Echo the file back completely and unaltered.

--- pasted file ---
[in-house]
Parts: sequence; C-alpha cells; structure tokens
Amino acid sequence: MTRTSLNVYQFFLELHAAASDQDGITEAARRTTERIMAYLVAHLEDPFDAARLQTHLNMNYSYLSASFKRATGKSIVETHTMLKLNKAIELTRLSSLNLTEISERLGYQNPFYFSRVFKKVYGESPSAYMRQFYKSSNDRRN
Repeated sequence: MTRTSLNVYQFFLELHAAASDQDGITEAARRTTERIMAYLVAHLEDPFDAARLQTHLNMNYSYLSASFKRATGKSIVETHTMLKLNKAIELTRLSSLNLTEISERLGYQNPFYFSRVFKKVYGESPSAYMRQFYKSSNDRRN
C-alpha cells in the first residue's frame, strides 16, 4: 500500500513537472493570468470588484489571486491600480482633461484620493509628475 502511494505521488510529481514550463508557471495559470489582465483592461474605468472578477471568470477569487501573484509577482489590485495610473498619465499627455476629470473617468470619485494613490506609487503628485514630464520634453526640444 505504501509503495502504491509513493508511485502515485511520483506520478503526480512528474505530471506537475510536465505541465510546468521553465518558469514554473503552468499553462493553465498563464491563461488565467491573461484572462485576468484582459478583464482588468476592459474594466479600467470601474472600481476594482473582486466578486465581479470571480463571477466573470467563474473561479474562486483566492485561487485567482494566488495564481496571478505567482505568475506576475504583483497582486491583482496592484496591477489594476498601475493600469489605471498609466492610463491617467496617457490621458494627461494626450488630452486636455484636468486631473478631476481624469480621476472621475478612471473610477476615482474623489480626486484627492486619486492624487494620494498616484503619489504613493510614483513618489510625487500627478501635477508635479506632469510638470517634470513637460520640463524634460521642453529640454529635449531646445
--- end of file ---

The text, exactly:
[in-house]
Parts: sequence; C-alpha cells; structure tokens
Amino acid sequence: MTRTSLNVYQFFLELHAAASDQDGITEAARRTTERIMAYLVAHLEDPFDAARLQTHLNMNYSYLSASFKRATGKSIVETHTMLKLNKAIELTRLSSLNLTEISERLGYQNPFYFSRVFKKVYGESPSAYMRQFYKSSNDRRN
Repeated sequence: MTRTSLNVYQFFLELHAAASDQDGITEAARRTTERIMAYLVAHLEDPFDAARLQTHLNMNYSYLSASFKRATGKSIVETHTMLKLNKAIELTRLSSLNLTEISERLGYQNPFYFSRVFKKVYGESPSAYMRQFYKSSNDRRN
C-alpha cells in the first residue's frame, strides 16, 4: 500500500513537472493570468470588484489571486491600480482633461484620493509628475 502511494505521488510529481514550463508557471495559470489582465483592461474605468472578477471568470477569487501573484509577482489590485495610473498619465499627455476629470473617468470619485494613490506609487503628485514630464520634453526640444 505504501509503495502504491509513493508511485502515485511520483506520478503526480512528474505530471506537475510536465505541465510546468521553465518558469514554473503552468499553462493553465498563464491563461488565467491573461484572462485576468484582459478583464482588468476592459474594466479600467470601474472600481476594482473582486466578486465581479470571480463571477466573470467563474473561479474562486483566492485561487485567482494566488495564481496571478505567482505568475506576475504583483497582486491583482496592484496591477489594476498601475493600469489605471498609466492610463491617467496617457490621458494627461494626450488630452486636455484636468486631473478631476481624469480621476472621475478612471473610477476615482474623489480626486484627492486619486492624487494620494498616484503619489504613493510614483513618489510625487500627478501635477508635479506632469510638470517634470513637460520640463524634460521642453529640454529635449531646445